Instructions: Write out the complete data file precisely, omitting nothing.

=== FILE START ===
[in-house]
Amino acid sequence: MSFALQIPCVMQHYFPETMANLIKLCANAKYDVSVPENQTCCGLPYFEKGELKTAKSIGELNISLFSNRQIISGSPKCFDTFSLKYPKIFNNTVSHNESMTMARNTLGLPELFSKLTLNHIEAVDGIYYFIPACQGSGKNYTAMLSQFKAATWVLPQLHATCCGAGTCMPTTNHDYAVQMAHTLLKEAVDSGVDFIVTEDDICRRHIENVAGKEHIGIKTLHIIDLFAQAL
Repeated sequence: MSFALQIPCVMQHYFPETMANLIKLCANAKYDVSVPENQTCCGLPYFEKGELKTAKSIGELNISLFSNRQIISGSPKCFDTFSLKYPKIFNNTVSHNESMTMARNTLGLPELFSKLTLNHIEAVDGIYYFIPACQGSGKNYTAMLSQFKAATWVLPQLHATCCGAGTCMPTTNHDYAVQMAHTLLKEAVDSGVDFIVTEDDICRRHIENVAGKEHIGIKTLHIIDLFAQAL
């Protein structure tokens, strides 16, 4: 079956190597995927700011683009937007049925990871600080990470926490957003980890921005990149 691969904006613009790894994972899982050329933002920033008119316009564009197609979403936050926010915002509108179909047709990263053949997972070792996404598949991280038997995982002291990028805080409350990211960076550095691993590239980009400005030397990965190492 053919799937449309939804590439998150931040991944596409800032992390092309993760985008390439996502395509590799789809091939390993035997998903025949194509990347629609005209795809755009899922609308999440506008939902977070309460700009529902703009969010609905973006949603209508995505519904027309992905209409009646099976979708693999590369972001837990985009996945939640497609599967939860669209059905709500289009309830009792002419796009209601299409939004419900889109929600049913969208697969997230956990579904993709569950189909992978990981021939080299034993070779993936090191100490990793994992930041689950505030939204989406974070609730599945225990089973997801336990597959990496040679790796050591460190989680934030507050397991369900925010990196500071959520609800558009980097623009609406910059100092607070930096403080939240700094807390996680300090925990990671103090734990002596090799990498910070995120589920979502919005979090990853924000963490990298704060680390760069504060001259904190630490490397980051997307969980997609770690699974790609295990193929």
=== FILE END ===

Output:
[in-house]
Amino acid sequence: MSFALQIPCVMQHYFPETMANLIKLCANAKYDVSVPENQTCCGLPYFEKGELKTAKSIGELNISLFSNRQIISGSPKCFDTFSLKYPKIFNNTVSHNESMTMARNTLGLPELFSKLTLNHIEAVDGIYYFIPACQGSGKNYTAMLSQFKAATWVLPQLHATCCGAGTCMPTTNHDYAVQMAHTLLKEAVDSGVDFIVTEDDICRRHIENVAGKEHIGIKTLHIIDLFAQAL
Repeated sequence: MSFALQIPCVMQHYFPETMANLIKLCANAKYDVSVPENQTCCGLPYFEKGELKTAKSIGELNISLFSNRQIISGSPKCFDTFSLKYPKIFNNTVSHNESMTMARNTLGLPELFSKLTLNHIEAVDGIYYFIPACQGSGKNYTAMLSQFKAATWVLPQLHATCCGAGTCMPTTNHDYAVQMAHTLLKEAVDSGVDFIVTEDDICRRHIENVAGKEHIGIKTLHIIDLFAQAL
């Protein structure tokens, strides 16, 4: 079956190597995927700011683009937007049925990871600080990470926490957003980890921005990149 691969904006613009790894994972899982050329933002920033008119316009564009197609979403936050926010915002509108179909047709990263053949997972070792996404598949991280038997995982002291990028805080409350990211960076550095691993590239980009400005030397990965190492 053919799937449309939804590439998150931040991944596409800032992390092309993760985008390439996502395509590799789809091939390993035997998903025949194509990347629609005209795809755009899922609308999440506008939902977070309460700009529902703009969010609905973006949603209508995505519904027309992905209409009646099976979708693999590369972001837990985009996945939640497609599967939860669209059905709500289009309830009792002419796009209601299409939004419900889109929600049913969208697969997230956990579904993709569950189909992978990981021939080299034993070779993936090191100490990793994992930041689950505030939204989406974070609730599945225990089973997801336990597959990496040679790796050591460190989680934030507050397991369900925010990196500071959520609800558009980097623009609406910059100092607070930096403080939240700094807390996680300090925990990671103090734990002596090799990498910070995120589920979502919005979090990853924000963490990298704060680390760069504060001259904190630490490397980051997307969980997609770690699974790609295990193929």